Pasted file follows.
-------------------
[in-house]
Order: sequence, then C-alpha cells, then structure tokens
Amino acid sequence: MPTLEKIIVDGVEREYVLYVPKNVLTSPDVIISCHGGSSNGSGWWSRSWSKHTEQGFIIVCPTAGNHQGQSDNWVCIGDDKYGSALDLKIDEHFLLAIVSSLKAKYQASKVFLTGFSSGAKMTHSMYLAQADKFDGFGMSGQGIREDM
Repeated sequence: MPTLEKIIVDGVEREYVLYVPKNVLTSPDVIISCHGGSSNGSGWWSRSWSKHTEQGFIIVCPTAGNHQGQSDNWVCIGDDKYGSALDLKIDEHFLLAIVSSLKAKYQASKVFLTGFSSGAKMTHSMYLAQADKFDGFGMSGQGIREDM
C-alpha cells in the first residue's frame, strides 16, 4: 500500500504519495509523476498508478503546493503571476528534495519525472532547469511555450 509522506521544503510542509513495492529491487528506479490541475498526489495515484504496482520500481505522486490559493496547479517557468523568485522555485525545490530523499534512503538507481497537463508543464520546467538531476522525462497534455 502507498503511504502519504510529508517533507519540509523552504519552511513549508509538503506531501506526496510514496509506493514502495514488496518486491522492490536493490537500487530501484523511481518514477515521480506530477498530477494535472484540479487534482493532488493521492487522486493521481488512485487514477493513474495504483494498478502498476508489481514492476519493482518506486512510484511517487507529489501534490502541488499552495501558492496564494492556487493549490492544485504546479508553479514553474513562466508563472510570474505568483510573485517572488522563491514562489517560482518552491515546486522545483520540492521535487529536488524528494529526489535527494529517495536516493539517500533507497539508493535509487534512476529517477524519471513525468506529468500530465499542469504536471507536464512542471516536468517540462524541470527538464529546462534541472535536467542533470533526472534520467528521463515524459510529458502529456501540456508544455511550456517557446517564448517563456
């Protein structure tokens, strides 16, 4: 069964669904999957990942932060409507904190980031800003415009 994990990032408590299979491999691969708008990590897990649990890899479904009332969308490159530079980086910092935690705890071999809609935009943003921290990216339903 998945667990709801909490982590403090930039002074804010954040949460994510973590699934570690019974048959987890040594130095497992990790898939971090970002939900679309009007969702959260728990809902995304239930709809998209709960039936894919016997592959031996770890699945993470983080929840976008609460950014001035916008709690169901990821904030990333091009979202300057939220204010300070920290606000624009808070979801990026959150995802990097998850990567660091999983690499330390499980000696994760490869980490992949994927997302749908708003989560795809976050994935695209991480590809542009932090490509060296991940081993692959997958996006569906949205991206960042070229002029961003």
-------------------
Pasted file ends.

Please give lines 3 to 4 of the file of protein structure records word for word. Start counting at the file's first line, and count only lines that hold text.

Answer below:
Amino acid sequence: MPTLEKIIVDGVEREYVLYVPKNVLTSPDVIISCHGGSSNGSGWWSRSWSKHTEQGFIIVCPTAGNHQGQSDNWVCIGDDKYGSALDLKIDEHFLLAIVSSLKAKYQASKVFLTGFSSGAKMTHSMYLAQADKFDGFGMSGQGIREDM
Repeated sequence: MPTLEKIIVDGVEREYVLYVPKNVLTSPDVIISCHGGSSNGSGWWSRSWSKHTEQGFIIVCPTAGNHQGQSDNWVCIGDDKYGSALDLKIDEHFLLAIVSSLKAKYQASKVFLTGFSSGAKMTHSMYLAQADKFDGFGMSGQGIREDM